Letter S

The Definition of Shell Casing

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Shell Casing

A hollow, piece of metal (or plastic in the case of a shotgun shell) that is closed on one end except for a small hole which holds a primer. The open end holds the bullet. The hollow portion holds the powder. Together the assembled unit is called a cartridge.


19 Other Firearms Definitions You Need To Know


Snap Caps

Dummy cartridges with spring-loaded "primers" used to test the mechanical functioning of a firearm, particularly the trigger pulls, hammer-fall and ejector-timing of a break-open gun. It is not advisable to dry-fire a break-open gun on an empty chamber. Hardened steel parts can shatter without the soft brass primer to act as a shock absorber. Snap caps cushion the blow of the hammer and firing-pin when the use of a live cartridge would be impractical.

Sporterizing

The practice of modifying military-type firearms either to make them suitable for civilian sporting use. Common sporterizing includes changing the stock or sights.

Riot Gun

A popular term for a short barreled repeating shotgun as frequently used in law enforcement and personal protection.

Ogive

A type of curve represented by the curved section of a bullet between its bearing surface and its tip.

Practical Shooting

A shooting sport that simulates the use of a small arm in its intended role either as a tool for hunting or personal defense. True practical shooting limits the small arms, ammunition, and accessories used to those items that would actually be used in the role simulated.

Bore

The tunnel down the barrel of a firearm through which the projectiles travel.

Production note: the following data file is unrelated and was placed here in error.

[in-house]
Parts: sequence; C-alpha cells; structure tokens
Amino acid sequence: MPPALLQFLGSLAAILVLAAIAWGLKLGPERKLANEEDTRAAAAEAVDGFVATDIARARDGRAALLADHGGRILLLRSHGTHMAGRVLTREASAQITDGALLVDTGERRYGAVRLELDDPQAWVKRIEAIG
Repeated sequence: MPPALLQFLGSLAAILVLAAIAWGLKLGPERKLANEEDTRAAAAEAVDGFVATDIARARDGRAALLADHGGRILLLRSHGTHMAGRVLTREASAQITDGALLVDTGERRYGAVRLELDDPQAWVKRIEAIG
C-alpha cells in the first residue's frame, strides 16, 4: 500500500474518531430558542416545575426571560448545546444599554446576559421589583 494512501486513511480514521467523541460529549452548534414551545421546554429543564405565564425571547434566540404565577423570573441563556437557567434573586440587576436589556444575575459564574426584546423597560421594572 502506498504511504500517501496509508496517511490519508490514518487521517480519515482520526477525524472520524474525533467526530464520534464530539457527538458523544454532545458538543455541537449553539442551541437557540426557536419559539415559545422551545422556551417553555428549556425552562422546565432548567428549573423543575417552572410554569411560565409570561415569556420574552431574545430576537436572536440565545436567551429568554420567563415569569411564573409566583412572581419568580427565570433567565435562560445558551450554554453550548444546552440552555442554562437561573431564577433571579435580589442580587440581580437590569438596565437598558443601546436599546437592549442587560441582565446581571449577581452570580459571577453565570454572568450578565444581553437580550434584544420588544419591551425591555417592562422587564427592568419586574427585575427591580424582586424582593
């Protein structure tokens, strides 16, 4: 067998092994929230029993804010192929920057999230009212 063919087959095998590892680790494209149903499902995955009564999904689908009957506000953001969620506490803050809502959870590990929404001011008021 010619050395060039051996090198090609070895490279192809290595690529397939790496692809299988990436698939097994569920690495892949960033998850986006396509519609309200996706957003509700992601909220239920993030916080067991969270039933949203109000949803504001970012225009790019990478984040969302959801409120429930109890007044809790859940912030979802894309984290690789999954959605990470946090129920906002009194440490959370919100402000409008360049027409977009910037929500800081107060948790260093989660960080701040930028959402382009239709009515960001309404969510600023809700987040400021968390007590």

• A smooth-bore firearm is one that does not have rifling on the barrel's internal surface.
  • A big-bore firearm is one that fires a large caliber.
  • A small-bore firearm is one that fires a small caliber.

Aperture Sight

Also known as peep sights, range from the ghost ring sight, whose thin ring blurs to near invisibility (hence ghost), to target aperture sights that use large disks or other occluders with pinhole-sized apertures. In general, the thicker the ring, the more precise the sight, and the thinner the ring, the faster the sight.

Propellant

The substance which imparts movement to the projectile in a firearm. In a firearm, usually powder. In an airgun the propellant is air or Co2

Trigger Guard

Usually a circular or oval band of metal, horn or plastic that goes around the trigger to provide both protection and safety in shooting circumstances. The shooter's finger should never be within the trigger guard unless the sights are on target and the shooter has made the decision to fire.

Ammo

Slang word abreviation for Ammunition.

Hair Trigger

A trigger that breaks from an extremely light touch.

Battery

Most firearms do not have literal batteries. But a firearm is said to be in battery when the breech is fully closed and locked, ready to fire. When the breech is open or unlocked, the gun is out of battery and no attempt should be made to fire it. A semi-automatic is out of battery when the slide fails to come all the way forward again after the gun has fired, making it dangerous or impossible to fire the next round. This condition can be created by a misfeed, a dirty gun, weak springs, the shooter's thumbs brushing against the slide, riding the slide, or any of several other causes.

Mainspring

A strong spring which activates the striker or hammer of a firearm.

Corto

Italian for "short." Seen as part of a cartridge designation. On some Italian manufactured guns that use .380 ACP, the designated caliber is 9mm Corto (9mm Short), which is also the same as the German 9mm Kurtz

Turn-Bolt Action

A bolt action which is locked by pressing the bolt handle in and down, thereby turning its locking lugs into the receiver.

Jump

The amount of change in the bore axis, measured both vertically and horizontally, while the projectile moves from the chamber to the muzzle when it is fired.

Polygonal Rifling

A type of gun barrel rifling where the traditional lands and grooves are replaced by "hills and valleys" in a rounded polygonal pattern, usually a hexagon or octagon. Polygons with a larger number of edges provide a better gas seal in relatively large diameter polygonally rifled bores.

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Cold Range

A condition on a shooting range that is completely safe. Any firearms at the range are on the benches, unloaded with open actions and all people have stepped away from the firing line.